One road or many to AI? (was: brainstorm)

From: Eliezer S. Yudkowsky (
Date: Tue Aug 19 2003 - 11:35:06 MDT

I am in agreement with James Rogers, due to this generalization from
personal experience: When you know what you are doing, there is only ever
one thing *to* do, even if there is more than one way to do it; the
options you have are not nervously ambiguous; they are not chosen in
uncertainty as to the function being fulfilled. There may be more than
one way to build an AI if you do *not* really understand what you are
doing; evolution's construction of an evolution-unfriendly humanity comes
under this header. But if you know what you are doing, then on the most
important level of description, your work consists of choosing
implementations for required goals that have only one obvious correct
description. There are many kinds of functional processes with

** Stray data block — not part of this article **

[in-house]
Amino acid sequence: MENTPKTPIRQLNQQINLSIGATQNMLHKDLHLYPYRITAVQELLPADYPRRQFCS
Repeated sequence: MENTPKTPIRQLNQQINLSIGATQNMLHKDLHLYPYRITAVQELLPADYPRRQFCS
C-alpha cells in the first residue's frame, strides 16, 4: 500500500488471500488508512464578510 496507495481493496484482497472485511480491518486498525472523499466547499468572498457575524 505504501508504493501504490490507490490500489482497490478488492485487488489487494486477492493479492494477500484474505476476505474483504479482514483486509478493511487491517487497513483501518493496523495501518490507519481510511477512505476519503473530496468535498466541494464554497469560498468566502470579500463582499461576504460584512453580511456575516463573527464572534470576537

Bayes-structure; there is only one Bayes' Theorem, there is only one thing
that those processes are doing. That is how you know you are starting to
understand something - when your apparent options vanish, merging into
alternate implementations of a function that is not alterable. A high
school math student who is following memorized rules of algebra to solve
simultaneous equations might imagine that the operations, by being applied
in a different order, might yield different answers. He might take a stab
here, take a stab there, manipulate the equation this way and that - look
at how many different things there are to do! Maybe if you find a special
order of operations, you can make the answers come out differently?

Eliezer S. Yudkowsky                
Research Fellow, Singularity Institute for Artificial Intelligence

This archive was generated by hypermail 2.1.5 : Wed Jul 17 2013 - 04:00:42 MDT